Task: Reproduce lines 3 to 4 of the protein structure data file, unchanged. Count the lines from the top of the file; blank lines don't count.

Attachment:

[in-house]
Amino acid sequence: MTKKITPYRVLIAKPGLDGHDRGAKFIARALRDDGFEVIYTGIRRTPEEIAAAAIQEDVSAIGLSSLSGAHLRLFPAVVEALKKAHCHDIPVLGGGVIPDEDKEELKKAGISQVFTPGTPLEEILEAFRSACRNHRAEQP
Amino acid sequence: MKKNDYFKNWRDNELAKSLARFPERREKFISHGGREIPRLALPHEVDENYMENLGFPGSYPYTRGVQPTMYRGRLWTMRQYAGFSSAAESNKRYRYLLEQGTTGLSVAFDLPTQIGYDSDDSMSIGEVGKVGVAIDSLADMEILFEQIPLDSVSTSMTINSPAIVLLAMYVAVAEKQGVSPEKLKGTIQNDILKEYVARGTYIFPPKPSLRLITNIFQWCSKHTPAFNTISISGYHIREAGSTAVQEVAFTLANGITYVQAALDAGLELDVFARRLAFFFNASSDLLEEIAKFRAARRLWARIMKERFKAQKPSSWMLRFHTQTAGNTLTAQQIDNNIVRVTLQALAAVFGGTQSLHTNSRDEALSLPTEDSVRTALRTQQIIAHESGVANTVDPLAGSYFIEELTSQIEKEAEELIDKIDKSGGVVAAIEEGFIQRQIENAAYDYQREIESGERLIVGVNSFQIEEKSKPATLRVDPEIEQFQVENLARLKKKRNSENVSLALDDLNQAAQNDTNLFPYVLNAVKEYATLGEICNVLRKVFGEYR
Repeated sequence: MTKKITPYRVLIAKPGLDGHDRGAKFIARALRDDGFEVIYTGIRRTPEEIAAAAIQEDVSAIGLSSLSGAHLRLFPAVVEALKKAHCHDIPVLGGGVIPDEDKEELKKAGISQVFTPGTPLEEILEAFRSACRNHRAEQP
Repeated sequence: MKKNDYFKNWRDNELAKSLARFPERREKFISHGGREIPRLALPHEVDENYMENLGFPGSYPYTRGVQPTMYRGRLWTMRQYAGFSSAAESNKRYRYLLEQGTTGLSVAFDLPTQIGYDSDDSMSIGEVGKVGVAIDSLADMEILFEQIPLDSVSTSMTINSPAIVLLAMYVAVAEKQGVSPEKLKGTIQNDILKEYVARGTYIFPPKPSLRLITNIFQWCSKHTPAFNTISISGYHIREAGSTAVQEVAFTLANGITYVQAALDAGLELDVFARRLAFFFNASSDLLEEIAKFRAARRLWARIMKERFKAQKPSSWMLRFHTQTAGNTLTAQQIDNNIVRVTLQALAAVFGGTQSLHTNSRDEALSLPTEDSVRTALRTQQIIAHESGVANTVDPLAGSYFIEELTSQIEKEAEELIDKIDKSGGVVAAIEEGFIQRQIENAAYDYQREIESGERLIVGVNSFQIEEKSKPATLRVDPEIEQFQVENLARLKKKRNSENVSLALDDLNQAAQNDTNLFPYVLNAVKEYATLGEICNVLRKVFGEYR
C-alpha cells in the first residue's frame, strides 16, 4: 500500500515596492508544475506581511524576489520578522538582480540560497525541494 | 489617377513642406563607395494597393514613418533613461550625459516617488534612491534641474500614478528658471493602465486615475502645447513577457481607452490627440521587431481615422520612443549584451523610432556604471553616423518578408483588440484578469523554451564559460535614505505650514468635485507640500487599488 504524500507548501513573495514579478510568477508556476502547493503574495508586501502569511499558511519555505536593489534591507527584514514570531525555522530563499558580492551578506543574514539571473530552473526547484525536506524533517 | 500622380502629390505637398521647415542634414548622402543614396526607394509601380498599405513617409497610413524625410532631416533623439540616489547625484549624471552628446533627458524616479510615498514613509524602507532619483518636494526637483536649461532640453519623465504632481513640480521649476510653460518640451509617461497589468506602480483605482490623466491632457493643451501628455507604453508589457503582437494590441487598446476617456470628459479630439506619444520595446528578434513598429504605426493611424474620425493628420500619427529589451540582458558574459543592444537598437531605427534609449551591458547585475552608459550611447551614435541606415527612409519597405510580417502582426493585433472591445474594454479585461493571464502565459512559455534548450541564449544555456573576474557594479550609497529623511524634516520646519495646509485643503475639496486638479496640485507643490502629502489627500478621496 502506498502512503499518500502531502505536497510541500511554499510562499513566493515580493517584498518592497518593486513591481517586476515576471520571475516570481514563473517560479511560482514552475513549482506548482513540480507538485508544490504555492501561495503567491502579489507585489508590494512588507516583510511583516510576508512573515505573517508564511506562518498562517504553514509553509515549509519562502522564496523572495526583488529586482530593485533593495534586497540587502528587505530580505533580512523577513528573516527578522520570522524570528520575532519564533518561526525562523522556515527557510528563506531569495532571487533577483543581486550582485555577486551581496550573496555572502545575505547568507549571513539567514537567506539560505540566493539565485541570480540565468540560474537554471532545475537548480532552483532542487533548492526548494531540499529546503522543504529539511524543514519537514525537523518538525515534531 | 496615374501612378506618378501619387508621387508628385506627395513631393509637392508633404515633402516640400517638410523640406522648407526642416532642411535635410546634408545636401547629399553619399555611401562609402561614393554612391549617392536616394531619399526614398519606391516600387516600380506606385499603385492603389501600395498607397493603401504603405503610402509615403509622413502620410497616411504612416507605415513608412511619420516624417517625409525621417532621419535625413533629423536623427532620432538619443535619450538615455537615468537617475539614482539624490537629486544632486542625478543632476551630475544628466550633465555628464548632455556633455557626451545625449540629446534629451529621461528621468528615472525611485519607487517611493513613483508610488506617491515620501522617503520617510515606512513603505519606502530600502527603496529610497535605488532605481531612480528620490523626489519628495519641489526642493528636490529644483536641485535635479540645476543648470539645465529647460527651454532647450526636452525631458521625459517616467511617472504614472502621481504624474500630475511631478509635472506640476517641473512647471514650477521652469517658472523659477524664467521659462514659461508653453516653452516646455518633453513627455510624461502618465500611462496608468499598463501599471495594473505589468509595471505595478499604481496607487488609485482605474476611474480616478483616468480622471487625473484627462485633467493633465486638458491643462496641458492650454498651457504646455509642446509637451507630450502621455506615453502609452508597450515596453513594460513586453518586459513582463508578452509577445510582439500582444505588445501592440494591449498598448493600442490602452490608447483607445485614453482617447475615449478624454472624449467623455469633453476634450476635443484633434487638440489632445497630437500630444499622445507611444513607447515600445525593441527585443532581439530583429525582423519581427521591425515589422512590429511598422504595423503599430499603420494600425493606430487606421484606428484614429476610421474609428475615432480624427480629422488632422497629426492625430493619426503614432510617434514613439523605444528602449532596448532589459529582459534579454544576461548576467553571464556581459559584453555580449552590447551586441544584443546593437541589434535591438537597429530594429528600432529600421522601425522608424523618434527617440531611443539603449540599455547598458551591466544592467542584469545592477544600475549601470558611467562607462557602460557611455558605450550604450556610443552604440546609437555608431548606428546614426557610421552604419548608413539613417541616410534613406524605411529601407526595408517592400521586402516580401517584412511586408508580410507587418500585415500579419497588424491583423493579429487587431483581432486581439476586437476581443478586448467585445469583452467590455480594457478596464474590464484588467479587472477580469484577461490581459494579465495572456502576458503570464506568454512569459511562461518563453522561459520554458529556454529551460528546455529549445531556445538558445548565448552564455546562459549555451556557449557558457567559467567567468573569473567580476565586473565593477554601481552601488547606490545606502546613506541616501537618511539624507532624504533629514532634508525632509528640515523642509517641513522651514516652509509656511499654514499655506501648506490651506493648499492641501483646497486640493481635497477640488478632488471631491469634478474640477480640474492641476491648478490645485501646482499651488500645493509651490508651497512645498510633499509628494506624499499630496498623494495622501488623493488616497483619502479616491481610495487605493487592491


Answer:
Amino acid sequence: MKKNDYFKNWRDNELAKSLARFPERREKFISHGGREIPRLALPHEVDENYMENLGFPGSYPYTRGVQPTMYRGRLWTMRQYAGFSSAAESNKRYRYLLEQGTTGLSVAFDLPTQIGYDSDDSMSIGEVGKVGVAIDSLADMEILFEQIPLDSVSTSMTINSPAIVLLAMYVAVAEKQGVSPEKLKGTIQNDILKEYVARGTYIFPPKPSLRLITNIFQWCSKHTPAFNTISISGYHIREAGSTAVQEVAFTLANGITYVQAALDAGLELDVFARRLAFFFNASSDLLEEIAKFRAARRLWARIMKERFKAQKPSSWMLRFHTQTAGNTLTAQQIDNNIVRVTLQALAAVFGGTQSLHTNSRDEALSLPTEDSVRTALRTQQIIAHESGVANTVDPLAGSYFIEELTSQIEKEAEELIDKIDKSGGVVAAIEEGFIQRQIENAAYDYQREIESGERLIVGVNSFQIEEKSKPATLRVDPEIEQFQVENLARLKKKRNSENVSLALDDLNQAAQNDTNLFPYVLNAVKEYATLGEICNVLRKVFGEYR
Repeated sequence: MTKKITPYRVLIAKPGLDGHDRGAKFIARALRDDGFEVIYTGIRRTPEEIAAAAIQEDVSAIGLSSLSGAHLRLFPAVVEALKKAHCHDIPVLGGGVIPDEDKEELKKAGISQVFTPGTPLEEILEAFRSACRNHRAEQP